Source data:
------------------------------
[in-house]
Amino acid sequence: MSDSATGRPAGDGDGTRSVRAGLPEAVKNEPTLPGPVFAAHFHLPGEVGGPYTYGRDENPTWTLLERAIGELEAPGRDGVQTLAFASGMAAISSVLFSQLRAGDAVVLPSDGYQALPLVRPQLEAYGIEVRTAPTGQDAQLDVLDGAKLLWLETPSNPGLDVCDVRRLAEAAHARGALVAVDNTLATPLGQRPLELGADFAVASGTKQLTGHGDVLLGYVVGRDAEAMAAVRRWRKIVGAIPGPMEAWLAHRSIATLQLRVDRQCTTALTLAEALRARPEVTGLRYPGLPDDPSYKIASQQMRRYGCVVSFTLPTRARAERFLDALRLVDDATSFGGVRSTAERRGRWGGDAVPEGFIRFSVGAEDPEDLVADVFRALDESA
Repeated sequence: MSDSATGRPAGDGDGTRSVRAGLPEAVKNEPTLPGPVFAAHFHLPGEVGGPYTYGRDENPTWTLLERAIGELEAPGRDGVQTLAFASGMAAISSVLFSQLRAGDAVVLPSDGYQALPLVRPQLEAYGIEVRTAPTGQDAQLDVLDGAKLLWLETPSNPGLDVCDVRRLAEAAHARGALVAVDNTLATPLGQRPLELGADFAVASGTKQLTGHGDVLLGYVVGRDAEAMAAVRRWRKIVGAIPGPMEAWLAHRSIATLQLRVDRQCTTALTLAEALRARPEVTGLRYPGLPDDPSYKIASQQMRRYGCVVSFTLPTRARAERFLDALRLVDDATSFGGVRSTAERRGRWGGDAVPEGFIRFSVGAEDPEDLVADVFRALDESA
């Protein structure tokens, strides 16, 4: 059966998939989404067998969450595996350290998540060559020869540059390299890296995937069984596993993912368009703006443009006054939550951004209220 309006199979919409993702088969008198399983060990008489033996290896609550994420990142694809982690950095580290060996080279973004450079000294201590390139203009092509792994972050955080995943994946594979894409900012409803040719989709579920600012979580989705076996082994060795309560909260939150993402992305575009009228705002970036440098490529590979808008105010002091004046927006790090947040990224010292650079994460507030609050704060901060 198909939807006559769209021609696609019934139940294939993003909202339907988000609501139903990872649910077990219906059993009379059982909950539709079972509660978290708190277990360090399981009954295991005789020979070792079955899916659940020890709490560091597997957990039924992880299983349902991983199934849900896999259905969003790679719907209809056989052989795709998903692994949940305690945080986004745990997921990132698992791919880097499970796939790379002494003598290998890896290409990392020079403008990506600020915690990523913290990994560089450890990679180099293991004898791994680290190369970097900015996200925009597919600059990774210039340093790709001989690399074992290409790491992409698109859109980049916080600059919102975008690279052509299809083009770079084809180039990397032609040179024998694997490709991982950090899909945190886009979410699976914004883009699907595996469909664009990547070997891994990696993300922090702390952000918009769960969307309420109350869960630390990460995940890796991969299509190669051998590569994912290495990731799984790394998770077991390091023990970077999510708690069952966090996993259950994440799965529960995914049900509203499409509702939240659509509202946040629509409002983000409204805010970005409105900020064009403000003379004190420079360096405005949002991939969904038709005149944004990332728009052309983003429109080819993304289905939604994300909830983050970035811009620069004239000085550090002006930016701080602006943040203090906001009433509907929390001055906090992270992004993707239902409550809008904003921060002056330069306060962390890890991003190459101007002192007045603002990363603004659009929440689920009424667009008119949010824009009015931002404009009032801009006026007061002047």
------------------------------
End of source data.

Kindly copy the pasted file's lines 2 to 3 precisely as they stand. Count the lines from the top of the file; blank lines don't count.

Amino acid sequence: MSDSATGRPAGDGDGTRSVRAGLPEAVKNEPTLPGPVFAAHFHLPGEVGGPYTYGRDENPTWTLLERAIGELEAPGRDGVQTLAFASGMAAISSVLFSQLRAGDAVVLPSDGYQALPLVRPQLEAYGIEVRTAPTGQDAQLDVLDGAKLLWLETPSNPGLDVCDVRRLAEAAHARGALVAVDNTLATPLGQRPLELGADFAVASGTKQLTGHGDVLLGYVVGRDAEAMAAVRRWRKIVGAIPGPMEAWLAHRSIATLQLRVDRQCTTALTLAEALRARPEVTGLRYPGLPDDPSYKIASQQMRRYGCVVSFTLPTRARAERFLDALRLVDDATSFGGVRSTAERRGRWGGDAVPEGFIRFSVGAEDPEDLVADVFRALDESA
Repeated sequence: MSDSATGRPAGDGDGTRSVRAGLPEAVKNEPTLPGPVFAAHFHLPGEVGGPYTYGRDENPTWTLLERAIGELEAPGRDGVQTLAFASGMAAISSVLFSQLRAGDAVVLPSDGYQALPLVRPQLEAYGIEVRTAPTGQDAQLDVLDGAKLLWLETPSNPGLDVCDVRRLAEAAHARGALVAVDNTLATPLGQRPLELGADFAVASGTKQLTGHGDVLLGYVVGRDAEAMAAVRRWRKIVGAIPGPMEAWLAHRSIATLQLRVDRQCTTALTLAEALRARPEVTGLRYPGLPDDPSYKIASQQMRRYGCVVSFTLPTRARAERFLDALRLVDDATSFGGVRSTAERRGRWGGDAVPEGFIRFSVGAEDPEDLVADVFRALDESA